1981 General Strike: Ottiwell Simmons has no regrets
Human societies undergo shifts from time to time; for the better or the worse. The sources of those shifts are never fully understood — shrouded in some mystery. In the spring of 1981, during a dispute that mushroomed into a general strike, there was arguably a shift in Bermuda society. It undoubtedly is a milestone for our less than perfect society, as since which we have been able to remain on a path of non-violently resolving significant community matters. The data is clear when we compare our island's record for the decades of the 1960s and 1970s with the four decades since 1981. Over the next few days, as we commemorate the 40th anniversary of the 1981 General Strike culminating in the fateful day on May 5, we reflect on this shared Bermuda story, highlighting some of the people, who accessed their out-of-the-box potential and played a monumental part in fostering that shift
Ottiwell Simmons (Bermuda Industrial Union president)
Ottiwell Simmons says looking back on the 1981 strike that he thought it was the greatest challenge the Bermuda Industrial Union ever had in terms of responses from its membership and the other trade unions.
The challenge was trying to manage the BIU membership, which was central to the dispute between the hospital and the United Bermuda Party government, and the trade unions who gave support. We welcomed the membership of other trade unions to support the union’s strike for proper wages.
Mr Simmons said that when he saw the Belco union, led by its president, Chuck Renaud, arrive on Union Square, that was the most encouraging event that we had because Belco and the BIU were not the best of friends after February 2, 1965.
Mr Simmons was not on the negotiating teams. The team negotiating with the Government was headed up by Barbara Ball and Eldridge Brimmer, and the team negotiating with the hospital was led by Dr Ball and Molly Burgess. Simmons says the culprit of the strike was the Government, not the hospital. Even though the 21-day notice of a strike was given, he was always hopeful there would be a settlement. He consulted with Kenneth Richardson, who was the Labour Relations Officer, and he was getting regular reports from the BIU negotiating team.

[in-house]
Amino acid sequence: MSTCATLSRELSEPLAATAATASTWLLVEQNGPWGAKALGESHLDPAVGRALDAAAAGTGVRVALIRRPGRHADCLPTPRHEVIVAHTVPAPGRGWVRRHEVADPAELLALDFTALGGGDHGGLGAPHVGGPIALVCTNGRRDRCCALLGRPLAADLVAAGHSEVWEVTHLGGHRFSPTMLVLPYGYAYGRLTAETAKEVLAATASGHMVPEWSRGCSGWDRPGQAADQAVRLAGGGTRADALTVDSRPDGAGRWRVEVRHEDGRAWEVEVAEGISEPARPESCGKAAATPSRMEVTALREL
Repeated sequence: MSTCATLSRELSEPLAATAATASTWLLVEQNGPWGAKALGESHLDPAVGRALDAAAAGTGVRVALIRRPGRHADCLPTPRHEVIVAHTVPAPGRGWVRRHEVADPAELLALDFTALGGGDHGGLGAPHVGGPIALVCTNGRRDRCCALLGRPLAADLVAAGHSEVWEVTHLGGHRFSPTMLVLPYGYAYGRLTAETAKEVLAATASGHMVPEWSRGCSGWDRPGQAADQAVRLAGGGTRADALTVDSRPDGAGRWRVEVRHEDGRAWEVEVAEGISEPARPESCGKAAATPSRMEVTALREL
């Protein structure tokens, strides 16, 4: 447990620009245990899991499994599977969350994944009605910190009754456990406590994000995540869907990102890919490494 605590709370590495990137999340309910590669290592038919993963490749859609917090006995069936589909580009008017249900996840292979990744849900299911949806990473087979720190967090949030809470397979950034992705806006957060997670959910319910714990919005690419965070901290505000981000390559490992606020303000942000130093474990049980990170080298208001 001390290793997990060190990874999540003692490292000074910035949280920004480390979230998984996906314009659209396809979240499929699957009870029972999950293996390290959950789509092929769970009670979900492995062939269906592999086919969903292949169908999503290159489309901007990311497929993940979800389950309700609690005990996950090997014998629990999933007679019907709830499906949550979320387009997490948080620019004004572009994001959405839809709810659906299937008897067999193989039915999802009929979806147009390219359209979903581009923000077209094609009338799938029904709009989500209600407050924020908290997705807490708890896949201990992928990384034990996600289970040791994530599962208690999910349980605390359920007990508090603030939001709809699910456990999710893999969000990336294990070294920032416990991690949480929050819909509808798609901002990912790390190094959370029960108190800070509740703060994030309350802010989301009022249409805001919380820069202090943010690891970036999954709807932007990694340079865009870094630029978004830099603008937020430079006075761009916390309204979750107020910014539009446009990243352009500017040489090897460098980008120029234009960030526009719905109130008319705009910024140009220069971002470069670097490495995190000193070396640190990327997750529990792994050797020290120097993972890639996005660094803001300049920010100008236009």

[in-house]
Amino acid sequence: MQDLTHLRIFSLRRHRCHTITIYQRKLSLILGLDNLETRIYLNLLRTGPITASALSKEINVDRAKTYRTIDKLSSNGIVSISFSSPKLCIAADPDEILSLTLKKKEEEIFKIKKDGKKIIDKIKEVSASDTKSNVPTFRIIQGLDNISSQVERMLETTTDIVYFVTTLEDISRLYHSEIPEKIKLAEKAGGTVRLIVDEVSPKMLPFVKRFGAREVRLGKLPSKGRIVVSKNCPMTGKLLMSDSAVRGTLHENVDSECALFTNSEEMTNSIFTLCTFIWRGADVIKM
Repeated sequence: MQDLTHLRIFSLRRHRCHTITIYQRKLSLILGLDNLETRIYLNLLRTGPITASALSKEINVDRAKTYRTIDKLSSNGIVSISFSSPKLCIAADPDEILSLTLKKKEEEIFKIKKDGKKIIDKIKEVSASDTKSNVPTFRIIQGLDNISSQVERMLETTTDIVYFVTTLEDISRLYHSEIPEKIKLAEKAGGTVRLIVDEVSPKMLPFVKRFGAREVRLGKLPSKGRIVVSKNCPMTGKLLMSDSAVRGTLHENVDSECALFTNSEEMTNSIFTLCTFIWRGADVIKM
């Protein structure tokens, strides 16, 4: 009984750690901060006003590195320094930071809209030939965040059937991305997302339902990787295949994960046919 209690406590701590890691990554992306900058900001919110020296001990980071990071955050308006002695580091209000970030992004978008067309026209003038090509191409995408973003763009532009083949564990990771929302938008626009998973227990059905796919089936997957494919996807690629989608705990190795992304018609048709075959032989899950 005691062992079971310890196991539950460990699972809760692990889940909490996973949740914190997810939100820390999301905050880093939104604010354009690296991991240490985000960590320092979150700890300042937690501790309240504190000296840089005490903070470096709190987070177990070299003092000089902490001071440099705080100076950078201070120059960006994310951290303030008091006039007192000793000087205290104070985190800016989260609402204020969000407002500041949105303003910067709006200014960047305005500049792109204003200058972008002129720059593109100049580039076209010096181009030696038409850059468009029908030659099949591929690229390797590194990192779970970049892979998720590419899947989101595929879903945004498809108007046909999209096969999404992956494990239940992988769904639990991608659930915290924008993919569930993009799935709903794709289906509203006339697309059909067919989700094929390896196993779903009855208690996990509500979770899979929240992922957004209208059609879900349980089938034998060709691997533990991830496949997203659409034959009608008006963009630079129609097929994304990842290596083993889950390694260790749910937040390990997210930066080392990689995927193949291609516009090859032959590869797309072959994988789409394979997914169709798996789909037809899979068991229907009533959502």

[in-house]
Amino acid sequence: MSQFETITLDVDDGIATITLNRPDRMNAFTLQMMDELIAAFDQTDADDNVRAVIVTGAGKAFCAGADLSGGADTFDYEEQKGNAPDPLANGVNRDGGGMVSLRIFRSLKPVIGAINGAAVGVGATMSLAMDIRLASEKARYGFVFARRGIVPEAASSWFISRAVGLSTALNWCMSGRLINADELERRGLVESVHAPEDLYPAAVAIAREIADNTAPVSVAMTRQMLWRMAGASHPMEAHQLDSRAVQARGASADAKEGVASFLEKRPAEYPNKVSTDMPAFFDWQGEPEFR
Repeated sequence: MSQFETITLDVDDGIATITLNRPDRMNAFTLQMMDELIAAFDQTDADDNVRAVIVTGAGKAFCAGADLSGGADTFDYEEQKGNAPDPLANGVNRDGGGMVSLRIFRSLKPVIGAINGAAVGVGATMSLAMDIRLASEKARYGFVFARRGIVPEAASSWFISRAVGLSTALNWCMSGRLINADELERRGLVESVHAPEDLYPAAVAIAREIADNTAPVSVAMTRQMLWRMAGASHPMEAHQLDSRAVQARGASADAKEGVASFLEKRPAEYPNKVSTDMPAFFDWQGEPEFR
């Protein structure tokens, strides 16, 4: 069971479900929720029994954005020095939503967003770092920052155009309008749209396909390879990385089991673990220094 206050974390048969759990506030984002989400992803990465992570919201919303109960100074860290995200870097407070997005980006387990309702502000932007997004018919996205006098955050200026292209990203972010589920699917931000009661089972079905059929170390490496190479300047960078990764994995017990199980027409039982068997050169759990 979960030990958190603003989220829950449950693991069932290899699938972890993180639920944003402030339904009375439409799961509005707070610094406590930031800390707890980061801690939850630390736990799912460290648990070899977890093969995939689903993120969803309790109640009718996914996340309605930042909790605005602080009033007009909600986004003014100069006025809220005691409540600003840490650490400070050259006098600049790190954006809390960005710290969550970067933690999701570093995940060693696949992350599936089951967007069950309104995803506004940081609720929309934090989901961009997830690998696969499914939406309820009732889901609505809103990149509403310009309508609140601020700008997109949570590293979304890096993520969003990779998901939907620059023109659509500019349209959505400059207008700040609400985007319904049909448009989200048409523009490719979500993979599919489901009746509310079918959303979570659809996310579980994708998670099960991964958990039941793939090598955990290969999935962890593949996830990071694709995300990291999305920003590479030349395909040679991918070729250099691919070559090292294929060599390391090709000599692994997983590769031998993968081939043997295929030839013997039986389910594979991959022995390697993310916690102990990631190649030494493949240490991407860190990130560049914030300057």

They learnt that the Government had brought in a negotiator from Britain. The reports that were given were that he was not the most reliable person. Eventually, it was discovered they were getting false reports; he was reporting that the Government would settle. These were good buzzwords because the BIU did not want a strike; we wanted a settlement. The reports he was getting were that the Government wanted to settle on 16 per cent. We were at 25 per cent but they found out that was not true, and that is where the negotiations fell apart. He demanded Dr Ball not negotiate any further with them, which brought the official negotiations to a halt.
The 21-day strike notice was up and the strike began, but as the president of the BIU along with the negotiating team, they were still making efforts to bring the dispute to an end by writing to the Government. The hospital management team did want to settle, but it was blocked by certain UBP MPs.
After confidential talks between Mr Richardson and the hospital administrator in Mr Simmons’s office on a Saturday afternoon, they had a tentative agreement — it was understood that Mr Richardson would return to his executives and they would return to their executives, and they eventually settled on 21.5 per cent increase for the first year.
Mr Simmons says, looking back on 1981, that the BIU won the strike and that set of negotiations only because the union was determined to stand on its principles because the cost of living had gone up. Where the Government could have gotten a settlement, it chose not to. He was of the impression during the peak crisis period that the Government was incapable of managing a dispute of that magnitude.
It was the biggest crisis of any time between the BIU and the Government, which was using propaganda to discourage working-class solidarity. He has no regrets about 1981 and insists there was nothing the union could have done differently.
The workers won, but only after a marginal compromise in the wage settlement. He is very proud of his role in that strike and he has no regrets whatsoever.
• Ronaldine Burgess is the recording secretary of the Bermuda Industrial Union